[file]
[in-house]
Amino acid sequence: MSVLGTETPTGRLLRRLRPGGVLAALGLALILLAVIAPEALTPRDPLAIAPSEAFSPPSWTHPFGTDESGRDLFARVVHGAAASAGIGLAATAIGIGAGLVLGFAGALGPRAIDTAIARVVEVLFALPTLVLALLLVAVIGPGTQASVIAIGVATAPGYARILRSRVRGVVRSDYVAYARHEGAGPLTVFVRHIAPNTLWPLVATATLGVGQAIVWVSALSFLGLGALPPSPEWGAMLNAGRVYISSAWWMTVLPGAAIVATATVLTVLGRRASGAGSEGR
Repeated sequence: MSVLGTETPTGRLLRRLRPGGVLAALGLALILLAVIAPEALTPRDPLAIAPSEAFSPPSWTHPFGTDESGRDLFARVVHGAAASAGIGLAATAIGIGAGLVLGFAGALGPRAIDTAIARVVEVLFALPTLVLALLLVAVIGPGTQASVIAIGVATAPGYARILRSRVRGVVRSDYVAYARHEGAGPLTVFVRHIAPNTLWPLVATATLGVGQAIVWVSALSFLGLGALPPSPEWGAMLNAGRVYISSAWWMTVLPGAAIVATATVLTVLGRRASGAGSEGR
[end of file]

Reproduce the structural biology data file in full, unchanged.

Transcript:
[in-house]
Amino acid sequence: MSVLGTETPTGRLLRRLRPGGVLAALGLALILLAVIAPEALTPRDPLAIAPSEAFSPPSWTHPFGTDESGRDLFARVVHGAAASAGIGLAATAIGIGAGLVLGFAGALGPRAIDTAIARVVEVLFALPTLVLALLLVAVIGPGTQASVIAIGVATAPGYARILRSRVRGVVRSDYVAYARHEGAGPLTVFVRHIAPNTLWPLVATATLGVGQAIVWVSALSFLGLGALPPSPEWGAMLNAGRVYISSAWWMTVLPGAAIVATATVLTVLGRRASGAGSEGR
Repeated sequence: MSVLGTETPTGRLLRRLRPGGVLAALGLALILLAVIAPEALTPRDPLAIAPSEAFSPPSWTHPFGTDESGRDLFARVVHGAAASAGIGLAATAIGIGAGLVLGFAGALGPRAIDTAIARVVEVLFALPTLVLALLLVAVIGPGTQASVIAIGVATAPGYARILRSRVRGVVRSDYVAYARHEGAGPLTVFVRHIAPNTLWPLVATATLGVGQAIVWVSALSFLGLGALPPSPEWGAMLNAGRVYISSAWWMTVLPGAAIVATATVLTVLGRRASGAGSEGR